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Presbyterianism and Congregationalism are two movements and schools of thought within the Protestant Reformation, as well as the Reformed church denominations worldwide that bear the name of each movement. Derived from the doctrines of theologians such as John Calvin, each movement and its denominations reflect distinct theological perspectives and institutional features as well as different stances and historical experiences with war, peace, and social justice.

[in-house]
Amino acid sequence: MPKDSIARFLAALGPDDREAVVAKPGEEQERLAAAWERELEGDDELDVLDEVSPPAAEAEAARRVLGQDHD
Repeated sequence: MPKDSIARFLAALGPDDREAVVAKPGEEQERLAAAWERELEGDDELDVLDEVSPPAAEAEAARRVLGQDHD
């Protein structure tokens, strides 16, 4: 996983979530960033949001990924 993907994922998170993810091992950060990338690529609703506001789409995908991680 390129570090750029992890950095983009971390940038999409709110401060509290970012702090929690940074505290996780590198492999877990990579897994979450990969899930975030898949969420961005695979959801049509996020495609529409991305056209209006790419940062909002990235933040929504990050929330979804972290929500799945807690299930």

Both Presbyterianism and Congregationalism trace roots to French theologian and jurist John Calvin (1509–1564). Calvin first became a pastor at the nascent Protestant enclave in Geneva, Switzerland, in 1536. Two features of the emerging Calvinism were a unique doctrinal focus on the sinful nature of humankind and a rejection of Catholic bishops in favor of the older practice of using presbyteries, ...

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